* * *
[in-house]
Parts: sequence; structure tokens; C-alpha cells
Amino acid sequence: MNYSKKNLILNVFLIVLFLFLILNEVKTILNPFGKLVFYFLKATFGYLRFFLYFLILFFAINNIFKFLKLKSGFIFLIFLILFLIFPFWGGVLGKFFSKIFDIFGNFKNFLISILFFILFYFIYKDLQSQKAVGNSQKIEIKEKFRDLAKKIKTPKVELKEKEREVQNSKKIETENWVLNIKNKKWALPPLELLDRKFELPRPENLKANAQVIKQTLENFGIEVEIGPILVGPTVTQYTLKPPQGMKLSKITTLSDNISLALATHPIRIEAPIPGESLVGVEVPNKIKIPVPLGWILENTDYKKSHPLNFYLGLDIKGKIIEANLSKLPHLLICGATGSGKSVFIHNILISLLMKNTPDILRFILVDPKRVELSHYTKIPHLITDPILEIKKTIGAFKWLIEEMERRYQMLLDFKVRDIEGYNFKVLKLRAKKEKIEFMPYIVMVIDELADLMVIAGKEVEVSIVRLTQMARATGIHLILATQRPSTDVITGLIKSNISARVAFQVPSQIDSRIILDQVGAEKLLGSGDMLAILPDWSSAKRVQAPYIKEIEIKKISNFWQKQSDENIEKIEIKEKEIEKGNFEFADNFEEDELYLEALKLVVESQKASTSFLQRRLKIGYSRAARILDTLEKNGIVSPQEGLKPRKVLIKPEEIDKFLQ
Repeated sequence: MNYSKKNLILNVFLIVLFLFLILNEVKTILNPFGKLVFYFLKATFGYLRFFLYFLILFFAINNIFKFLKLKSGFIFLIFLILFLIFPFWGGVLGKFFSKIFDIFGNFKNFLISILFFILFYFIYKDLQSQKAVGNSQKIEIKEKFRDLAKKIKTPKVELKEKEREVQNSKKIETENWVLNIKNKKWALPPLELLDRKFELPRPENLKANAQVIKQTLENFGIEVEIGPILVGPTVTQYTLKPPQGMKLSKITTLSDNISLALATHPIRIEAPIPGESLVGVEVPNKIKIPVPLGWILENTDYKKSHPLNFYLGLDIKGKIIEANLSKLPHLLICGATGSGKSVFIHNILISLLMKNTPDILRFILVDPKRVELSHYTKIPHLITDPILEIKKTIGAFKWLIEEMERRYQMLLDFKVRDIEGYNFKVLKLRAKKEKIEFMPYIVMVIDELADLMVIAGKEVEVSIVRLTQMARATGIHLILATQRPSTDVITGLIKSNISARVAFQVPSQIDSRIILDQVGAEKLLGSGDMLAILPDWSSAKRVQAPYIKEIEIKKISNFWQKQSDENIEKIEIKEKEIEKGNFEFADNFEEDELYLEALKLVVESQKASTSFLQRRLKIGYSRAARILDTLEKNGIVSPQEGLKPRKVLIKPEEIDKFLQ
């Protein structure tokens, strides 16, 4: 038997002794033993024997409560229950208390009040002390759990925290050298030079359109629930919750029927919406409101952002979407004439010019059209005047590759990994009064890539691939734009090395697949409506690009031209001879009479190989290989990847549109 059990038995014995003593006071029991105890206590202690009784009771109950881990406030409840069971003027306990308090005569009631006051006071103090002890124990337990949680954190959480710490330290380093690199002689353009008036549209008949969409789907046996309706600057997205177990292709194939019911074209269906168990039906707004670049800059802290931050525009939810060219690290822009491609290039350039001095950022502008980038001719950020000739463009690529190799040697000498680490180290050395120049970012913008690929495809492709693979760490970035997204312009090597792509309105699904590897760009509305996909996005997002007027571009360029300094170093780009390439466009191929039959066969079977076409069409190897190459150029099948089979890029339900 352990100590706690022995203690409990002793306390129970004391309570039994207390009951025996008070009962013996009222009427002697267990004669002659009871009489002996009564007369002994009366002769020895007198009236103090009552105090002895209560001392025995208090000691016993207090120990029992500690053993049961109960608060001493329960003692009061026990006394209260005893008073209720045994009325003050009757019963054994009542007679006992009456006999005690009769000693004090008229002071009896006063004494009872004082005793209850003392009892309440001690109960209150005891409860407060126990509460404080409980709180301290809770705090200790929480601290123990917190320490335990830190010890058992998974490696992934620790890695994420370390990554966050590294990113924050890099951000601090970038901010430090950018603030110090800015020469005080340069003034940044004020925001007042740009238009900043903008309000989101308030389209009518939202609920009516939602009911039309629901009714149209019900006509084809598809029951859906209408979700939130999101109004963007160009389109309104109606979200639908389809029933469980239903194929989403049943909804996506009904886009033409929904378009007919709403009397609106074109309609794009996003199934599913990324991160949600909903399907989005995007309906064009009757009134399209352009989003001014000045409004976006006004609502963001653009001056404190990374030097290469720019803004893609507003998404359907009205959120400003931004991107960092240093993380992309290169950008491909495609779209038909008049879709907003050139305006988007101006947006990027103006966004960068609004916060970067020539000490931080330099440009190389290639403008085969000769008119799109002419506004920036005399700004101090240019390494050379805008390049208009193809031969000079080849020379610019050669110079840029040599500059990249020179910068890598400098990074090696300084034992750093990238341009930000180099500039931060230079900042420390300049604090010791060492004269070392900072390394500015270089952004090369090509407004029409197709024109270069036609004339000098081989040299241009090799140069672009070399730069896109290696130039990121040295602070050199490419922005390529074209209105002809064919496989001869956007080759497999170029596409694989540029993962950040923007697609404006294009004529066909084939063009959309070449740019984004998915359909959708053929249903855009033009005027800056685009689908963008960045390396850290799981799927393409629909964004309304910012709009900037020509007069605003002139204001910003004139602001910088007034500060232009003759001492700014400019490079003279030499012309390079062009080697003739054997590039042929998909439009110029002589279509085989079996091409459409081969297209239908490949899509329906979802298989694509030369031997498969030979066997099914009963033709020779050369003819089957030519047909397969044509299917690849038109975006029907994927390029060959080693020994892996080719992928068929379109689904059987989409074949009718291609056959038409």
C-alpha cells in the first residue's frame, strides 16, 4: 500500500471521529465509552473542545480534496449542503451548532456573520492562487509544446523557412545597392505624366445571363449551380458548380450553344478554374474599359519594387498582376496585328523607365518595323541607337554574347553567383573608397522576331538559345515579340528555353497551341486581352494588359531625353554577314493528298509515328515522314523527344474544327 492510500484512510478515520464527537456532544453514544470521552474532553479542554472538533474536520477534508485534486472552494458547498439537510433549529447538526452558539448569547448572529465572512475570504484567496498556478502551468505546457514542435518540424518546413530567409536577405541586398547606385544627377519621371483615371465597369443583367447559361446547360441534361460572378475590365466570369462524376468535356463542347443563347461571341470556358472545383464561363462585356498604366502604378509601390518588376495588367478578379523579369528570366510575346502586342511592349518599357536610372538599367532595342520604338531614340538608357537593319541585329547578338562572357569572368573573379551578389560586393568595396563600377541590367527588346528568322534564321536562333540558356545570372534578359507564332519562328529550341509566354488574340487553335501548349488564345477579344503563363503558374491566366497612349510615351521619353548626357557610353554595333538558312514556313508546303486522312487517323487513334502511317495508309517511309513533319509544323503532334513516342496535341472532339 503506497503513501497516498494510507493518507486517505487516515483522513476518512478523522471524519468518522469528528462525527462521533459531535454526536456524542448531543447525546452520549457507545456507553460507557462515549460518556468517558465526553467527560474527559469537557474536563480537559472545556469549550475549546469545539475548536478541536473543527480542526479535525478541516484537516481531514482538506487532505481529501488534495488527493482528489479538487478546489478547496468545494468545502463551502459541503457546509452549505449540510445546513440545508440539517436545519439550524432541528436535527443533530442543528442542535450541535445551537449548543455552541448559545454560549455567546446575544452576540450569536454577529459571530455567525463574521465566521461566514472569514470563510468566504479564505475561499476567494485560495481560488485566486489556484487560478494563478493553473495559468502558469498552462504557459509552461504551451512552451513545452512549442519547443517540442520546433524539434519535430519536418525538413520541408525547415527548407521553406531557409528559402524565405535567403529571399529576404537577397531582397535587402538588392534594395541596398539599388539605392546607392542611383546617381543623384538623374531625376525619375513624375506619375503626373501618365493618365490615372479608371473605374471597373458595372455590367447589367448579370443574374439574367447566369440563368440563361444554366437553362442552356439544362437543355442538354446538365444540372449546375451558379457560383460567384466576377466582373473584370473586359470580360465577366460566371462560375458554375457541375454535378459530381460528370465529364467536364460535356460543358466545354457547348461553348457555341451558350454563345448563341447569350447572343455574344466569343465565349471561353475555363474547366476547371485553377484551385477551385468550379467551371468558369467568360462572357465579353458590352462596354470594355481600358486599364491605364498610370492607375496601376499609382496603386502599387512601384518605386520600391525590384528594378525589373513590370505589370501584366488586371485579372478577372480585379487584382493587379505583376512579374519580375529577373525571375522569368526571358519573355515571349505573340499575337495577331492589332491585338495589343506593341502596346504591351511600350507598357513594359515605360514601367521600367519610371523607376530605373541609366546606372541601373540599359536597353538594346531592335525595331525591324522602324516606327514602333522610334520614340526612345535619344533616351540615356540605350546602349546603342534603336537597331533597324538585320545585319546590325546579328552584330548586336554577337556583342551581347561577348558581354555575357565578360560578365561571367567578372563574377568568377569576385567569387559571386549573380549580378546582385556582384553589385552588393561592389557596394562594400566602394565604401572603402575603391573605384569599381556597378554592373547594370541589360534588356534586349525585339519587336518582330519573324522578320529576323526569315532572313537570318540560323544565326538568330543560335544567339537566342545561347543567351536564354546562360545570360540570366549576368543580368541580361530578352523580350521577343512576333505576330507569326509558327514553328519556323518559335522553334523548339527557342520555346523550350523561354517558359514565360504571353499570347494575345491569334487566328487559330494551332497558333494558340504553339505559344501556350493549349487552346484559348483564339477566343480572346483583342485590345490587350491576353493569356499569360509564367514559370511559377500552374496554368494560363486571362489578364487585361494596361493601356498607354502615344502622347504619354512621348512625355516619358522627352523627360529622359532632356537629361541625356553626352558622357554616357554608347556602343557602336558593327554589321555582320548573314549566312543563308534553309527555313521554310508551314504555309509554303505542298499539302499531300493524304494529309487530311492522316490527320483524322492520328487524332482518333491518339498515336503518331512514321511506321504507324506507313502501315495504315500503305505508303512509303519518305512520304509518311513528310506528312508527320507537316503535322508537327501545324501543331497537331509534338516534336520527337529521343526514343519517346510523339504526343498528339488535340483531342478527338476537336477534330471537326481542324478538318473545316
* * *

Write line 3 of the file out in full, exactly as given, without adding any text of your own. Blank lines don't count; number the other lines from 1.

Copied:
Amino acid sequence: MNYSKKNLILNVFLIVLFLFLILNEVKTILNPFGKLVFYFLKATFGYLRFFLYFLILFFAINNIFKFLKLKSGFIFLIFLILFLIFPFWGGVLGKFFSKIFDIFGNFKNFLISILFFILFYFIYKDLQSQKAVGNSQKIEIKEKFRDLAKKIKTPKVELKEKEREVQNSKKIETENWVLNIKNKKWALPPLELLDRKFELPRPENLKANAQVIKQTLENFGIEVEIGPILVGPTVTQYTLKPPQGMKLSKITTLSDNISLALATHPIRIEAPIPGESLVGVEVPNKIKIPVPLGWILENTDYKKSHPLNFYLGLDIKGKIIEANLSKLPHLLICGATGSGKSVFIHNILISLLMKNTPDILRFILVDPKRVELSHYTKIPHLITDPILEIKKTIGAFKWLIEEMERRYQMLLDFKVRDIEGYNFKVLKLRAKKEKIEFMPYIVMVIDELADLMVIAGKEVEVSIVRLTQMARATGIHLILATQRPSTDVITGLIKSNISARVAFQVPSQIDSRIILDQVGAEKLLGSGDMLAILPDWSSAKRVQAPYIKEIEIKKISNFWQKQSDENIEKIEIKEKEIEKGNFEFADNFEEDELYLEALKLVVESQKASTSFLQRRLKIGYSRAARILDTLEKNGIVSPQEGLKPRKVLIKPEEIDKFLQ